As promised in my last post, here some words on the angels’ visit of Abraham which supposedly takes place on Pessach (or so I read on Chabad). First, the source text:
And He said: ‘I will certainly return unto thee when the season cometh round; and, lo, Sarah thy wife shall have a son.’ […]
(Genesis 18:10, translation from Mechon Mamre)
So how and where does Pessach enter into this? Rashi says this in his comment on the verse:
At this time in the coming year. It was Passover, and on the following Passover, Isaac was born […]
(Rashi on Genesis 18:10, translation from Chabad)
And where did he get this from? Well, I found some answers online (R. David Silverberg: Parashat Vayera, from third section on), let’s try to piece it together. Very fascinating stuff! Source is of course the Talmud, where we find many such questions. The underlying assumption is always that the patriarchs kept the whole Torah, including holidays commemorating events that hadn’t happened yet. If you find this disturbing, skip ahead to the next post.
In this specific case, the discussion hinges on the meaning of the Hebrew "LaMo’ed ashuv eleicha". The word "mo’ed" could mean "festival". So which festival? The Talmud says Isaac’s birth was on Pesach. There must be enough time between the visit and the "next festival" for pregnancy and birth, so the Talmud discusses two opinions for the visit, Succot (Tractate Rosh Hashanah 11a) and somewhere between Yom Kippur and Succot (Tractate Bava Metzia 86b). This is the widest timeframe possible between two festivals. And – of course – there is another opinion. Chazal (sages from that time whose statements did not necessarily enter into the Talmud) state that the visit was on Pesach and the birth was on Pesach the next year. This is the view Rashi is citing in his comment that we saw above.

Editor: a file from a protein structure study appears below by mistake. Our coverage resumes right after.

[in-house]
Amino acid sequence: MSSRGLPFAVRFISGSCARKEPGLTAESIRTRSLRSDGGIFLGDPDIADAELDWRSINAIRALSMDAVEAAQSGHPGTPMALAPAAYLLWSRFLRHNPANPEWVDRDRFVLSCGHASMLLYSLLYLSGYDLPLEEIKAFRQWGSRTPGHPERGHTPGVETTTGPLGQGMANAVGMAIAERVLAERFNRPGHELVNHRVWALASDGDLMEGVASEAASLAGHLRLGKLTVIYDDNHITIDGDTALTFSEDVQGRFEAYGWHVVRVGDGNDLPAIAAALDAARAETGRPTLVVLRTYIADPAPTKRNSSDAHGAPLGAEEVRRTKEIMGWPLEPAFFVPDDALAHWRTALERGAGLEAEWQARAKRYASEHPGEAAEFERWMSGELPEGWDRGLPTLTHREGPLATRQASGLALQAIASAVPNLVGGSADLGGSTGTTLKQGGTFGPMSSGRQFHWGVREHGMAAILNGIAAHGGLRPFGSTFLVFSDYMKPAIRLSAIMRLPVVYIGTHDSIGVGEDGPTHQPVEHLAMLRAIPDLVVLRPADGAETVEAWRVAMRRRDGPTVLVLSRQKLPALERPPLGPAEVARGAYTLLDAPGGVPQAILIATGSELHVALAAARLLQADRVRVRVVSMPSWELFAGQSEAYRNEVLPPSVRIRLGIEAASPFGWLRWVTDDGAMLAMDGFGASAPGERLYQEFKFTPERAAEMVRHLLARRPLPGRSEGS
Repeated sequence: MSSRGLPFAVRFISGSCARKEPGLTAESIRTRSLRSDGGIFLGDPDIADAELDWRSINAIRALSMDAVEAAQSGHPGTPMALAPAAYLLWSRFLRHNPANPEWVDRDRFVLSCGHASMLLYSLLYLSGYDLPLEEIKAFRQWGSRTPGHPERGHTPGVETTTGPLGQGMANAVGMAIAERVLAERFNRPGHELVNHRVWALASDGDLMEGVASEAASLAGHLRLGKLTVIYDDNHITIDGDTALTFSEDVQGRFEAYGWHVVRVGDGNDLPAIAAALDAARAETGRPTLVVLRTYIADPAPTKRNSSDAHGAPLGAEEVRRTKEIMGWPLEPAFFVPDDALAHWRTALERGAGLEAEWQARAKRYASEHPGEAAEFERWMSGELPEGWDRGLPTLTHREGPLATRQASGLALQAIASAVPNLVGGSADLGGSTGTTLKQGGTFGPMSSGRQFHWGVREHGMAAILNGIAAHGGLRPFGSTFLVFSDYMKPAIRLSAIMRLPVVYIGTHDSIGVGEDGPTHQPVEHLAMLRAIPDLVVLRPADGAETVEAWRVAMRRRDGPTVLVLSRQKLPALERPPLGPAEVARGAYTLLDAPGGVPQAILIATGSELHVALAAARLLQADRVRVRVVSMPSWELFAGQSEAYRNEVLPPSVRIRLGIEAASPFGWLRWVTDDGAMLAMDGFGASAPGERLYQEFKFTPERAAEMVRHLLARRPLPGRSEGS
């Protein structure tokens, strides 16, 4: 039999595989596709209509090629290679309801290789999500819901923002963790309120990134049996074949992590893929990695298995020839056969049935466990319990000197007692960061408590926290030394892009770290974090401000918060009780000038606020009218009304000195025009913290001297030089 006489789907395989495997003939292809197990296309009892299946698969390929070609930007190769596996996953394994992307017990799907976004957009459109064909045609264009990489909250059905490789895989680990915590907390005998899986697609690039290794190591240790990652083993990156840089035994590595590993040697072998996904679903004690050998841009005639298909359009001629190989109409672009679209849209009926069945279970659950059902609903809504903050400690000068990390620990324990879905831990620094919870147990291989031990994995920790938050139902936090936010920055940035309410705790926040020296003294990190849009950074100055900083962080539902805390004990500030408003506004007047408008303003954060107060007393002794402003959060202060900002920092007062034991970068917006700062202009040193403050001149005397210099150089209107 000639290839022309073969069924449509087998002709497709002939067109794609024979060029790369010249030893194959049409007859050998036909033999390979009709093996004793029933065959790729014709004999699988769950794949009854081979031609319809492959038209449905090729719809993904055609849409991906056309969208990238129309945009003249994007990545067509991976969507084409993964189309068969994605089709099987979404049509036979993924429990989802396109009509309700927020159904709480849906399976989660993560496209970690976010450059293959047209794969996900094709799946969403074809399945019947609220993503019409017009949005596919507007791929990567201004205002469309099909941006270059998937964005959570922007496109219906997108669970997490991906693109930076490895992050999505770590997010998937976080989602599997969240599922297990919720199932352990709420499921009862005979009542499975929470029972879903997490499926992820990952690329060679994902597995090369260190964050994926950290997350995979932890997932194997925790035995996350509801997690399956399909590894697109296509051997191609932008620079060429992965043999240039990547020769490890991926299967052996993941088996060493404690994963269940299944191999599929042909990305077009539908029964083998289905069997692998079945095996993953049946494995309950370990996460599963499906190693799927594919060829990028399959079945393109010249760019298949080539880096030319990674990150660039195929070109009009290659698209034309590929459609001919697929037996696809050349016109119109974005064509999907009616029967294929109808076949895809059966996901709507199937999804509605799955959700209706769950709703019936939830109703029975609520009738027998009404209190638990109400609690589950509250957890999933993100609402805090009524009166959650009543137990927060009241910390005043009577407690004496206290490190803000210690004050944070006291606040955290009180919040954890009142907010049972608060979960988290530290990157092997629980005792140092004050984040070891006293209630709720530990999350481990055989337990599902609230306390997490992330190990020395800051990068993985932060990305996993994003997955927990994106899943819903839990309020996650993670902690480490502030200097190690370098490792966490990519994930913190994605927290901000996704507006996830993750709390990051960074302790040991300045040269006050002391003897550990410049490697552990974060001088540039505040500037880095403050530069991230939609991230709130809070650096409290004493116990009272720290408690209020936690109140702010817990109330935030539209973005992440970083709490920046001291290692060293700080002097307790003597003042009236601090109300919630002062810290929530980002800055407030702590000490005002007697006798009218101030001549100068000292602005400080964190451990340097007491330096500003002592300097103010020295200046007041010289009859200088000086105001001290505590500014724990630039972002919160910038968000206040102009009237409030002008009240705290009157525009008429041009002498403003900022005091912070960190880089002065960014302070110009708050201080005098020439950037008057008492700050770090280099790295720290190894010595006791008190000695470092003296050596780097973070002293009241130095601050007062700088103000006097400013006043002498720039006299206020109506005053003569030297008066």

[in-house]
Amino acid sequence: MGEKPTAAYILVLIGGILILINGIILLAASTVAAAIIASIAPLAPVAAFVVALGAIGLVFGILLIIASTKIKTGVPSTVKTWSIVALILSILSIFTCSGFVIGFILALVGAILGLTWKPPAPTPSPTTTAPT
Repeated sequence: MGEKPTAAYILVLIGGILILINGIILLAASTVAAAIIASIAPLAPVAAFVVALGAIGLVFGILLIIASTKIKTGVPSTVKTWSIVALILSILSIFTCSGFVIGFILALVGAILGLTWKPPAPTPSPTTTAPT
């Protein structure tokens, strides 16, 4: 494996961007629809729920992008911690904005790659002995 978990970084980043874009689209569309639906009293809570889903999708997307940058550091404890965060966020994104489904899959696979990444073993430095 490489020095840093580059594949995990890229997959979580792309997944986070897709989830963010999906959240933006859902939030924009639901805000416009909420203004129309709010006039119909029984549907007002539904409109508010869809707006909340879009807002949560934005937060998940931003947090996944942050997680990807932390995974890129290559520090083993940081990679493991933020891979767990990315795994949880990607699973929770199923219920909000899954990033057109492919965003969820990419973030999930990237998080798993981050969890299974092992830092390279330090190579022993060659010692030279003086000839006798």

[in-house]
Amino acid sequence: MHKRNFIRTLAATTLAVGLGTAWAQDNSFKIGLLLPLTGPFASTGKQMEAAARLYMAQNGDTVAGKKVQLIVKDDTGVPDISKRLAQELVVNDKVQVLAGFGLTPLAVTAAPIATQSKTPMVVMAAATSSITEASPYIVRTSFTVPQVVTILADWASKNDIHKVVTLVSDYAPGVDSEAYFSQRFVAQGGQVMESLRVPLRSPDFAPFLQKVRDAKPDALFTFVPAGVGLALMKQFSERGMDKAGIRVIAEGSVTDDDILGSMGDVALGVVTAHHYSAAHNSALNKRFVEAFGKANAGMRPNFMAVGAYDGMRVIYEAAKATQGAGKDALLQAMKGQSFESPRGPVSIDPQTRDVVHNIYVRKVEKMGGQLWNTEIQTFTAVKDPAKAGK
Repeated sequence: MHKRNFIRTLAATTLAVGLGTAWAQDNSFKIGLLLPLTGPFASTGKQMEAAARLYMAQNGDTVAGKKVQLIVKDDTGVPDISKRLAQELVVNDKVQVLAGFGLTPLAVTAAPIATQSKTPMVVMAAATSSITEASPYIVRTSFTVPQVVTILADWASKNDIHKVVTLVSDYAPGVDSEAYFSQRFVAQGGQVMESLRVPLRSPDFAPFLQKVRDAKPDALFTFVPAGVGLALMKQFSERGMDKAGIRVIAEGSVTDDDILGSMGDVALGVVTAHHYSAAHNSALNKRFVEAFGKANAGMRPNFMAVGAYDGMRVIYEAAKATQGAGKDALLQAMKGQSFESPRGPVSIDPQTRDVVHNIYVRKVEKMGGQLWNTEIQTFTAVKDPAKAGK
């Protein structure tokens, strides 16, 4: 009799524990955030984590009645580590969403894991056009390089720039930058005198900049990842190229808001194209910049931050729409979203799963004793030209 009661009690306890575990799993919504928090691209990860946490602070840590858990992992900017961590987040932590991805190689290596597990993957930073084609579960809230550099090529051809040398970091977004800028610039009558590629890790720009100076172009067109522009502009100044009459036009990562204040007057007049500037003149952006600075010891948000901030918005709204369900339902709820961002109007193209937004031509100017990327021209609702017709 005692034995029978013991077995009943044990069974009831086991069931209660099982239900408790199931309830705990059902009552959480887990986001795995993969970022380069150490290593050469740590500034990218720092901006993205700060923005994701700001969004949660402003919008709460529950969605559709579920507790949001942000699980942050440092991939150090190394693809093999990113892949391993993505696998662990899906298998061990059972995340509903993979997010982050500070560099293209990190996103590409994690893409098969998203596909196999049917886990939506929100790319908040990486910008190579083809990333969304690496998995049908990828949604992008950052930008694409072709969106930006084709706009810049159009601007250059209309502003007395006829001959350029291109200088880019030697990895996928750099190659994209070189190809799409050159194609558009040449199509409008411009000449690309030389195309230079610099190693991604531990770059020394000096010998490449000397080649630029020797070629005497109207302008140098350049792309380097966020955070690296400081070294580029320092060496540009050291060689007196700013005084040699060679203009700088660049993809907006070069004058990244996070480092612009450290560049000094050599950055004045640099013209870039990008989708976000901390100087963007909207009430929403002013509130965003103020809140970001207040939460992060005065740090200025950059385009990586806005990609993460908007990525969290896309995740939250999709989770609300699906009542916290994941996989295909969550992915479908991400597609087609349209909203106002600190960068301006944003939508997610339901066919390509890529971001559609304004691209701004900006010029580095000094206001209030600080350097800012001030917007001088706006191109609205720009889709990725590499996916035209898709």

There’s more that we could discuss, but here’s what I wondered about the most when I read the Hebrew: The word "mo’ed" under discussion is not in the verse! Here’s the verse again, this time in Hebrew (sorry for the formatting):
וַיֹּאמֶר, שׁוֹב אָשׁוּב אֵלֶיךָ כָּעֵת חַיָּה, וְהִנֵּה-בֵן, לְשָׂרָה אִשְׁתֶּךָ; וְשָׂרָה שֹׁמַעַת פֶּתַח הָאֹהֶל, וְהוּא אַחֲרָיו.
[Vayomer, shuv ashuv eleicha ka’et chaya, veHine-ben, leSara ishtecha; VeSara shama’at petach haOhel, veHu acharav.]
No "mo’ed"! I was utterly confused until I read on and found the verse the discussion is actually referring to:
הֲיִפָּלֵא מֵיְהוָה, דָּבָר; לַמּוֹעֵד אָשׁוּב אֵלֶיךָ, כָּעֵת חַיָּה–וּלְשָׂרָה בֵן.
[Hayipale meAdonay, davar; laMo’ed ashuv eleicha, ka’et chaya – uleSara ben.]
Is any thing too hard for the LORD. At the set time I will return unto thee, when the season cometh round, and Sarah shall have a son.’
(Genesis 18:14 at Mechon Mamre)
There it is, our "mo’ed". So what does Rashi have to say about this verse?
At the appointed time: At that time that was appointed, that I set for you yesterday, [when I said] (17:21): “at this time next year.”
(Rashi on Genesis 18:14, translation from Chabad)
Genesis 17:21 says "But My covenant I will establish with Isaac, whom Sarah will bear to you at this time next year.", containing "laMo’ed" as well. Only verse 18:10, the one Rashi puts his comment on, does not. Well… he could’ve saved the world from this post by putting the comment somewhere else!
Ok, a short summary: Abraham is visited by angels, they tell him that they will come back "laMo’ed" when he will have a son. The word "mo’ed" in Genesis 18:14 may be interpreted as "festival". The sages discuss different festivals, including Pesach. Rashi selects Pesach and this is in turn what Chabad references. To really understand the argument, we’d need to talk about the date of Abraham’s circumsision, the date of the angels’ visit of Lot, the date of Isaac’s birth – but this post is long enough as it is.